Sirtuin 6 Protects Human Cells Against DNA Damage, Telomere Shortening, and Senescence

The sirtuin pathway refers really to a family of cellular proteins that are highly conserved among species.  The pathway when activated appears to reduce aging.  They act as master cellular switches which in response to certain environmental triggers can turn on or off a wide array of protein actors.

Sirtuins are activated by resveratrol and caloric restriction.

In the current study researchers sought to determine the importance of Sirt6 in regulation of endothelial cell aging.  Endothelial cells line passage in the body, including blood vessels.

In the study, researchers grew cultures of human endothelial cells.  They then transfected the cells with silencer RNA against Sirt6, which essentially acts to completely shut down Sirt6 in the cells.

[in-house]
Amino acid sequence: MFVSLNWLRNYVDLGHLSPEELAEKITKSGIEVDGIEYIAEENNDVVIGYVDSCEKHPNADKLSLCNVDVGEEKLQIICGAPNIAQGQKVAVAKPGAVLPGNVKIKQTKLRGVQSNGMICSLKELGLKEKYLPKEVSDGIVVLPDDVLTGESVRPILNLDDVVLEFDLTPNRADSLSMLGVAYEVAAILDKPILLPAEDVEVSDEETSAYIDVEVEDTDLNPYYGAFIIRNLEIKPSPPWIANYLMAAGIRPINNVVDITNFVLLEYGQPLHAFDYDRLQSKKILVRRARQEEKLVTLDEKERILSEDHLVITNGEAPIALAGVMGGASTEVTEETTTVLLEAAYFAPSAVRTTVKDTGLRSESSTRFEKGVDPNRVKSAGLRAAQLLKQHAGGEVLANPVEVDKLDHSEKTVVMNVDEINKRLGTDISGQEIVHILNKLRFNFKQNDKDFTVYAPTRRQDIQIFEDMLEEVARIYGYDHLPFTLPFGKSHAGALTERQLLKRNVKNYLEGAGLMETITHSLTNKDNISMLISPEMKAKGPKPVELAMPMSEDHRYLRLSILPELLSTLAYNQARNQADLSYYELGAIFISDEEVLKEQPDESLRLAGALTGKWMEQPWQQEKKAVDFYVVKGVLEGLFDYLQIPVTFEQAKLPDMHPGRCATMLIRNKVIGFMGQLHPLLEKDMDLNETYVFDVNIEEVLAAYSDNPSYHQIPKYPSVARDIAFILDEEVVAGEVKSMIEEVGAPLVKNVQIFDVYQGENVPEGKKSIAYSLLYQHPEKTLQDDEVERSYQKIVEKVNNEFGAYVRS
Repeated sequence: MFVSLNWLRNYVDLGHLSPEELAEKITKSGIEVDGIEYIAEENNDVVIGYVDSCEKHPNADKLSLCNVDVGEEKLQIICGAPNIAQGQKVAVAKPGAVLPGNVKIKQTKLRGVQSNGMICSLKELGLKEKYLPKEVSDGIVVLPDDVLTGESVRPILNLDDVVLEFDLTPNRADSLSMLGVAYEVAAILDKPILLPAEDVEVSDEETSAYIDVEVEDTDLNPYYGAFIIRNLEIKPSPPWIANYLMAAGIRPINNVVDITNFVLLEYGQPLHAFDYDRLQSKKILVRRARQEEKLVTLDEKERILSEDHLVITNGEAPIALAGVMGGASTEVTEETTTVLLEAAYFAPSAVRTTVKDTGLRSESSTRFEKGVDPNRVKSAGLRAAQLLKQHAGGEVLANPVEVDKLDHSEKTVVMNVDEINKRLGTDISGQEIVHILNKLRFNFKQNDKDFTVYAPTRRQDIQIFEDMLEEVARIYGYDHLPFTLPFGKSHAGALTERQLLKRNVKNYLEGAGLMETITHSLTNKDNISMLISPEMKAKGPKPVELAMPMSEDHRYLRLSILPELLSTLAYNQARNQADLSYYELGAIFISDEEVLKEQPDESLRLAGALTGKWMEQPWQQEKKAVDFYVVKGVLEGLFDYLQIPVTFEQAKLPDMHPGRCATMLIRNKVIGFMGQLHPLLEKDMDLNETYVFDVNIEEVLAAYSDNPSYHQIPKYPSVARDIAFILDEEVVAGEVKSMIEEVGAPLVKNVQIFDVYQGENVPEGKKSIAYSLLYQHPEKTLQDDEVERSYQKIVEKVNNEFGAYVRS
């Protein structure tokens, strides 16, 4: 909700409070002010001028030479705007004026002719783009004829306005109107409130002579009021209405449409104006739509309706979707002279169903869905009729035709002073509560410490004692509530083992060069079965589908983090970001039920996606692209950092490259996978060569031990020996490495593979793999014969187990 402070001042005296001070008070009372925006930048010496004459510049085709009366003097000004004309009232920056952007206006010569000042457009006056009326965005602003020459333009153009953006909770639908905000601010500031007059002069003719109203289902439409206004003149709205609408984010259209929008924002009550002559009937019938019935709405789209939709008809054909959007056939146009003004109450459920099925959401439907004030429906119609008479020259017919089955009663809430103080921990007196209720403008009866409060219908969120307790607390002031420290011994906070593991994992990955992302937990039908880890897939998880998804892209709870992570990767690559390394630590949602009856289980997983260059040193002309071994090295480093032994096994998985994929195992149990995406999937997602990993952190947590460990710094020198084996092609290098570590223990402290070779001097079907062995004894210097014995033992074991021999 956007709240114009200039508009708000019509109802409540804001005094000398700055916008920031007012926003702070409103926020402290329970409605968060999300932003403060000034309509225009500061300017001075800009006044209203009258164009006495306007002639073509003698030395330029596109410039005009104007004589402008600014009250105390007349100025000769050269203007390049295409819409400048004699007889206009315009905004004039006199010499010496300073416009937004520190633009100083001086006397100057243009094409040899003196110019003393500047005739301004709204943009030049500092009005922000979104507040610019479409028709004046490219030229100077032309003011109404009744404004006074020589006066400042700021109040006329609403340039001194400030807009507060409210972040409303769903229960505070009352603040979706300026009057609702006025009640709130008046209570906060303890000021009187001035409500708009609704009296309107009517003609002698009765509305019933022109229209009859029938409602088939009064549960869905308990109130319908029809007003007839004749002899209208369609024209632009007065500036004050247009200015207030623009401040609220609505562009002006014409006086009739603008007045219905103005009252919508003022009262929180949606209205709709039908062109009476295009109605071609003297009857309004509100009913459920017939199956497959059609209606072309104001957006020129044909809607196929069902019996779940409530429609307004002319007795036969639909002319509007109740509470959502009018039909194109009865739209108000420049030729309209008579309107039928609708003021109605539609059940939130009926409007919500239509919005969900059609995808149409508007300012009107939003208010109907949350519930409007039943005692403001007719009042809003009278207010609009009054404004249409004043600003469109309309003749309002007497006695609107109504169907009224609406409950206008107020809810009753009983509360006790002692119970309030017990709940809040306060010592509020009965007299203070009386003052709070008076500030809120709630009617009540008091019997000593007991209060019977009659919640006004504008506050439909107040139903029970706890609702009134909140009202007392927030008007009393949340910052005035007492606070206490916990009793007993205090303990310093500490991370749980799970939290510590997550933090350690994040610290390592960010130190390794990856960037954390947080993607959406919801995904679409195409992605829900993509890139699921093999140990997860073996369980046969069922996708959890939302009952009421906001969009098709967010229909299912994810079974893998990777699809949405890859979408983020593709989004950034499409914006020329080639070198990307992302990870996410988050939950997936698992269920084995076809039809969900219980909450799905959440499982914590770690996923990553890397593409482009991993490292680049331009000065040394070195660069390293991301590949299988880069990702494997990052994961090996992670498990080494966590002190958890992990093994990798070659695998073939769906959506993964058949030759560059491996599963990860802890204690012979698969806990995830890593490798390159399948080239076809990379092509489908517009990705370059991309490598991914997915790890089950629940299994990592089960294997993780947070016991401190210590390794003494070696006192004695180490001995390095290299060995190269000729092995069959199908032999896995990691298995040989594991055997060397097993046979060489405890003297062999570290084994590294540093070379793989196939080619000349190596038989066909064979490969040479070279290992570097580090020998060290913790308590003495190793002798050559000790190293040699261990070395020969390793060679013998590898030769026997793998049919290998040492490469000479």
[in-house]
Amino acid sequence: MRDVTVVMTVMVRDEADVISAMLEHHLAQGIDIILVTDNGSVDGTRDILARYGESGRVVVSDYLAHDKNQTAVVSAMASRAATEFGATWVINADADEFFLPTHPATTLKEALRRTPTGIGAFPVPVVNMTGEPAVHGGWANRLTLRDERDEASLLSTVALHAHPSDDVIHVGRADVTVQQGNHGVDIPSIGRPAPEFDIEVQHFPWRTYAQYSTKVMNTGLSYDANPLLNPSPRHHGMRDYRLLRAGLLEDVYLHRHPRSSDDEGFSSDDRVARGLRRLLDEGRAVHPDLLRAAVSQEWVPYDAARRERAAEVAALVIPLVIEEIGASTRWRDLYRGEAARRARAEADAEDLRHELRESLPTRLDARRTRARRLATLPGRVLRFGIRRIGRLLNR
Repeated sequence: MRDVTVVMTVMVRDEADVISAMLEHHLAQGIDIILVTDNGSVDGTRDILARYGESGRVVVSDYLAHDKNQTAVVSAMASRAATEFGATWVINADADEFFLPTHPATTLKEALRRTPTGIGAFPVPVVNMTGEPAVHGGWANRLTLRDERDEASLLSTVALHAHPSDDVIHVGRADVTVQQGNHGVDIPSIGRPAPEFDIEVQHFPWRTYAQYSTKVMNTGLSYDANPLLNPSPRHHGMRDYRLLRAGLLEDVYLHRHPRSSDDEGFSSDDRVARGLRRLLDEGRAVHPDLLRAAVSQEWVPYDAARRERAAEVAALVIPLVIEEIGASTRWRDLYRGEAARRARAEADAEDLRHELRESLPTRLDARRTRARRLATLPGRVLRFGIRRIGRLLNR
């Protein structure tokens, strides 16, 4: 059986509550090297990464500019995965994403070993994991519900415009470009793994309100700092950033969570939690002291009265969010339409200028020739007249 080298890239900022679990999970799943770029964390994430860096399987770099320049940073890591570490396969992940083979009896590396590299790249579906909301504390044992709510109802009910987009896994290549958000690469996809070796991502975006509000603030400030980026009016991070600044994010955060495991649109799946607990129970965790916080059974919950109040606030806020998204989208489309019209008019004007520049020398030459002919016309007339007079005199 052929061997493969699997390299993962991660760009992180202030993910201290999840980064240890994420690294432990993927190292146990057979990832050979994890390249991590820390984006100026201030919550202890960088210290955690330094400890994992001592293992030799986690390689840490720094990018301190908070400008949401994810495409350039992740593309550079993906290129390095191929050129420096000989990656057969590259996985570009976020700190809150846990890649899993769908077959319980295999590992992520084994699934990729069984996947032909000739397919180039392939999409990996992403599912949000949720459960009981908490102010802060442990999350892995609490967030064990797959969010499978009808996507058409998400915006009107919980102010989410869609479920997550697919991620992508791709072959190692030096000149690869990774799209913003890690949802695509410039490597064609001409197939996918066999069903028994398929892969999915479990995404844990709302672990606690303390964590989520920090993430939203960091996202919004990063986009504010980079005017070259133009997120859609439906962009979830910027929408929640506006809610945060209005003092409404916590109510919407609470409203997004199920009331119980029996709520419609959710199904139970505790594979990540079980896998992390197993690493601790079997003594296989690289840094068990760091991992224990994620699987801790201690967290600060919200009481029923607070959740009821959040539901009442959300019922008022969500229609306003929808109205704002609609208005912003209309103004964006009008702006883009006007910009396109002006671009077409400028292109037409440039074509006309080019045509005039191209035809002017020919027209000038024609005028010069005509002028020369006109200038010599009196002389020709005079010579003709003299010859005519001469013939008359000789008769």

It was first found the the endotheial cells naturally express Sirt6 and that levels decline with age.  When Sirt6 was silenced the researchers found the cells became less able to divide and more rapidly became senescent.

It was also found that the cells lacking Sirt6 exhibited higher rates of DNA damage and telomere dysfunction without showing signs of increased oxidative stress.

The authors conclude:

The present study may have important implications in the search of strategies to counteract the
development of age-associated vascular pathologies. Studies in mice have shown that SIRT6
deficiency produces premature ageing phenotypes, whereas SIRT6 overexpression causes a
moderate increase in the lifespan of male mice.

In this context, our findings that depletion of SIRT6 in endothelial cells induces a senescent phenotype, suggest that increasing the levels or activity of this protein may be a relevant approach to delay vascular aging.

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  1. [...] we reported a study showing Sirt6 prevented DNA damage and senescence in human cells in [...]

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